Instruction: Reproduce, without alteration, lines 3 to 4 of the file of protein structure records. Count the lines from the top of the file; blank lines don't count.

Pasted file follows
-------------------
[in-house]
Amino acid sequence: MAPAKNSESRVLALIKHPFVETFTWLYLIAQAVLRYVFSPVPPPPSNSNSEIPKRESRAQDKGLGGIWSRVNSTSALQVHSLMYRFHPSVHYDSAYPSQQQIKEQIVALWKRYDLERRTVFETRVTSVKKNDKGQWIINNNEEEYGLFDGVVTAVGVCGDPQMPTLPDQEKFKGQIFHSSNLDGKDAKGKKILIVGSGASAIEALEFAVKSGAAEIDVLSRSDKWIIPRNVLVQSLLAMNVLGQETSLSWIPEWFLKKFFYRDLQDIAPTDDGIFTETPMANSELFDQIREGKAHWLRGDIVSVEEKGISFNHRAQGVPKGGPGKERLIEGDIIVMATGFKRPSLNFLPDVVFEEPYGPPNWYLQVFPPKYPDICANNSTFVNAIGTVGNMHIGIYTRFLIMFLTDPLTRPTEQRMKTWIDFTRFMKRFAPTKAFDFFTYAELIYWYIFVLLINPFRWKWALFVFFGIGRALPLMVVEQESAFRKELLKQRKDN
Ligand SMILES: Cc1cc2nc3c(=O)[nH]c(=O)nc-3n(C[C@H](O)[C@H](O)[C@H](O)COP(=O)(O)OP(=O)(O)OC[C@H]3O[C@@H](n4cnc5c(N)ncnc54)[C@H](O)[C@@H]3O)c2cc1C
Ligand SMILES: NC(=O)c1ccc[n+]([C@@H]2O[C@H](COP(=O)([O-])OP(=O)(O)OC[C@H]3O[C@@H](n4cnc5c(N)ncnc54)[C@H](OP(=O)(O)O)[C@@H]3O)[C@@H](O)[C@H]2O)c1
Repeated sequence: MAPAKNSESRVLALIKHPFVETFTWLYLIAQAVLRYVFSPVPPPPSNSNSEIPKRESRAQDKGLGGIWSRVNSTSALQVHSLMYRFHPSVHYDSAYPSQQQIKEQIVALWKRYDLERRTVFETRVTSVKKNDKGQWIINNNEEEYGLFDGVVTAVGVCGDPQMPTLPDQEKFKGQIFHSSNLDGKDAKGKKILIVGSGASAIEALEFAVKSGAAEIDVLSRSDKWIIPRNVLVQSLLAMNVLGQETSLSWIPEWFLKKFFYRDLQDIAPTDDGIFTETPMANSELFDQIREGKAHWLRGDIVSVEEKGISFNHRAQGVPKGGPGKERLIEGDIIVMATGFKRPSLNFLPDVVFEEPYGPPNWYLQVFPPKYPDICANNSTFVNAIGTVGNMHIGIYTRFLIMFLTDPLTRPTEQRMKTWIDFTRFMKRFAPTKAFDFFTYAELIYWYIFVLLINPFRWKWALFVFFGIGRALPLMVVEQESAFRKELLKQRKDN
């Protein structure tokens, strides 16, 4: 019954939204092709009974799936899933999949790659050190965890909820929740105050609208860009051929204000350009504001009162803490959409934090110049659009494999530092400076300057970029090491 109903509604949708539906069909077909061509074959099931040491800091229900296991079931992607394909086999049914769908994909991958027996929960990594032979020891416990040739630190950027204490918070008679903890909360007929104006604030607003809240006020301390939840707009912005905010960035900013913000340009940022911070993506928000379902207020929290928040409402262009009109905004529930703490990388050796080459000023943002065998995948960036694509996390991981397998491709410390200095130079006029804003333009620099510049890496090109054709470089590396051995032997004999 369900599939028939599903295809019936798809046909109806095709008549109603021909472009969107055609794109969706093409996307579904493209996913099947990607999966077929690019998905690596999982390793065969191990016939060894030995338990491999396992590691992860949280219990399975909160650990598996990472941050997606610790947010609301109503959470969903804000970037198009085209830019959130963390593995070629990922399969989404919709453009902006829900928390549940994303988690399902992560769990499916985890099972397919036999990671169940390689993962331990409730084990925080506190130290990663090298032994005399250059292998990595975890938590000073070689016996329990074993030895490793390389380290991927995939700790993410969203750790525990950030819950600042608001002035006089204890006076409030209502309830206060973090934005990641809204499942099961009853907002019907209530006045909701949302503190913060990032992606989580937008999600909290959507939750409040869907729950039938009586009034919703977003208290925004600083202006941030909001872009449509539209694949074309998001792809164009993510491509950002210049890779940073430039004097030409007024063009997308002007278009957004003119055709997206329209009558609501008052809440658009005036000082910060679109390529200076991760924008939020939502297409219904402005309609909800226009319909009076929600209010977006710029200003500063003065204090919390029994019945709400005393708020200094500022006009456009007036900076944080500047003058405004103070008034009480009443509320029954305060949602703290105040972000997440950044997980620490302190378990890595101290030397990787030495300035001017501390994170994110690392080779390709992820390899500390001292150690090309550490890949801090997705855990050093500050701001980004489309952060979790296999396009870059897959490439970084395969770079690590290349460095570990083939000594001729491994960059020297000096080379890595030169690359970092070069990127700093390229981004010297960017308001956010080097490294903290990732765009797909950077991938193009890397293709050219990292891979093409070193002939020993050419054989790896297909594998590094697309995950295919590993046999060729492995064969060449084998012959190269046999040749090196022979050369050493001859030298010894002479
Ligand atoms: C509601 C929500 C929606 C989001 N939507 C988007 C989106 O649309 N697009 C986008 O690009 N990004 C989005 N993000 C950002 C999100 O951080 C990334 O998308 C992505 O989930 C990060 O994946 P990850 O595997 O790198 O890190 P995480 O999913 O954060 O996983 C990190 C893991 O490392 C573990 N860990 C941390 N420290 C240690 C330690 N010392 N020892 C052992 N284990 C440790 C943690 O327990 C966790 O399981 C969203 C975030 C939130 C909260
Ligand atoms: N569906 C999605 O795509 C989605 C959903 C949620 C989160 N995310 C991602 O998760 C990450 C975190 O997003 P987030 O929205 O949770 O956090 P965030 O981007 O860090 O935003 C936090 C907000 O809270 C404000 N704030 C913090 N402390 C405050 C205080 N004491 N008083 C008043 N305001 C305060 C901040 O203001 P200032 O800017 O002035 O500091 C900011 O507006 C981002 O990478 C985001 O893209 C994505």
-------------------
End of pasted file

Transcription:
Ligand SMILES: Cc1cc2nc3c(=O)[nH]c(=O)nc-3n(C[C@H](O)[C@H](O)[C@H](O)COP(=O)(O)OP(=O)(O)OC[C@H]3O[C@@H](n4cnc5c(N)ncnc54)[C@H](O)[C@@H]3O)c2cc1C
Ligand SMILES: NC(=O)c1ccc[n+]([C@@H]2O[C@H](COP(=O)([O-])OP(=O)(O)OC[C@H]3O[C@@H](n4cnc5c(N)ncnc54)[C@H](OP(=O)(O)O)[C@@H]3O)[C@@H](O)[C@H]2O)c1